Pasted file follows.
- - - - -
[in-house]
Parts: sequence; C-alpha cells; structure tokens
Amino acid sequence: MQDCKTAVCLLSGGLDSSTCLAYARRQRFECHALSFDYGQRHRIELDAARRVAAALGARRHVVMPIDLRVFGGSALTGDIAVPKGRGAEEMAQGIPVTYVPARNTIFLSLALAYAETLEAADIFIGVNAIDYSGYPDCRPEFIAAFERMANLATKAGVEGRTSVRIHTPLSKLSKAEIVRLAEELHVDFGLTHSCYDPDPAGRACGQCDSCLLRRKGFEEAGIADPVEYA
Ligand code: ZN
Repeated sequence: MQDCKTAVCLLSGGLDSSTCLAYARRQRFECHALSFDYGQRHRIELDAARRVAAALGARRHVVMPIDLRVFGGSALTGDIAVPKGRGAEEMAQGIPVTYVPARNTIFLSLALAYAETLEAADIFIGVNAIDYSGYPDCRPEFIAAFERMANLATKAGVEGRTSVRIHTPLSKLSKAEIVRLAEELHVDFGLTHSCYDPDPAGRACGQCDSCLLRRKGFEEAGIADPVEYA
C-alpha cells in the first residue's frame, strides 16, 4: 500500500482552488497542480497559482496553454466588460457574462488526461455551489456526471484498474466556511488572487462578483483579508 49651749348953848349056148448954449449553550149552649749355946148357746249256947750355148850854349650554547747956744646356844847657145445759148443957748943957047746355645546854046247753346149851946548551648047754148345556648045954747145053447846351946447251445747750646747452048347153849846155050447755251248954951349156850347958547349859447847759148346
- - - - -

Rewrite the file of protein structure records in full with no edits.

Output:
[in-house]
Parts: sequence; C-alpha cells; structure tokens
Amino acid sequence: MQDCKTAVCLLSGGLDSSTCLAYARRQRFECHALSFDYGQRHRIELDAARRVAAALGARRHVVMPIDLRVFGGSALTGDIAVPKGRGAEEMAQGIPVTYVPARNTIFLSLALAYAETLEAADIFIGVNAIDYSGYPDCRPEFIAAFERMANLATKAGVEGRTSVRIHTPLSKLSKAEIVRLAEELHVDFGLTHSCYDPDPAGRACGQCDSCLLRRKGFEEAGIADPVEYA
Ligand code: ZN
Repeated sequence: MQDCKTAVCLLSGGLDSSTCLAYARRQRFECHALSFDYGQRHRIELDAARRVAAALGARRHVVMPIDLRVFGGSALTGDIAVPKGRGAEEMAQGIPVTYVPARNTIFLSLALAYAETLEAADIFIGVNAIDYSGYPDCRPEFIAAFERMANLATKAGVEGRTSVRIHTPLSKLSKAEIVRLAEELHVDFGLTHSCYDPDPAGRACGQCDSCLLRRKGFEEAGIADPVEYA
C-alpha cells in the first residue's frame, strides 16, 4: 500500500482552488497542480497559482496553454466588460457574462488526461455551489456526471484498474466556511488572487462578483483579508 49651749348953848349056148448954449449553550149552649749355946148357746249256947750355148850854349650554547747956744646356844847657145445759148443957748943957047746355645546854046247753346149851946548551648047754148345556648045954747145053447846351946447251445747750646747452048347153849846155050447755251248954951349156850347958547349859447847759148346